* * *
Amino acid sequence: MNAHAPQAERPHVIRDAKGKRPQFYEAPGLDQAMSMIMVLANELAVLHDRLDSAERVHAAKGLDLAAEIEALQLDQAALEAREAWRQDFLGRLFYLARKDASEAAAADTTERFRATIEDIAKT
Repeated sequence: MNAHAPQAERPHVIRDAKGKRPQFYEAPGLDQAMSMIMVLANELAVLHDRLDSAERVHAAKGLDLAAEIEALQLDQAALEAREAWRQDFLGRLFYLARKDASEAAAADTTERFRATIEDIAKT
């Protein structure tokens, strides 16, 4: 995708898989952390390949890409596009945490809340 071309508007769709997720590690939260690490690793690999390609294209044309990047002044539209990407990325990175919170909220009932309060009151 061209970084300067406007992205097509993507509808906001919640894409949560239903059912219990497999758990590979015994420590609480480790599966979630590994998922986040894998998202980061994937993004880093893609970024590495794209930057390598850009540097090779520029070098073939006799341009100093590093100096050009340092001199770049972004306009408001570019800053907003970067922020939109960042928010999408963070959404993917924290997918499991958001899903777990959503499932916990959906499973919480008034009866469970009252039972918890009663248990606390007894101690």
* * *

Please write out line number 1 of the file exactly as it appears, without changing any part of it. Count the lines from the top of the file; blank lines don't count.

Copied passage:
Amino acid sequence: MNAHAPQAERPHVIRDAKGKRPQFYEAPGLDQAMSMIMVLANELAVLHDRLDSAERVHAAKGLDLAAEIEALQLDQAALEAREAWRQDFLGRLFYLARKDASEAAAADTTERFRATIEDIAKT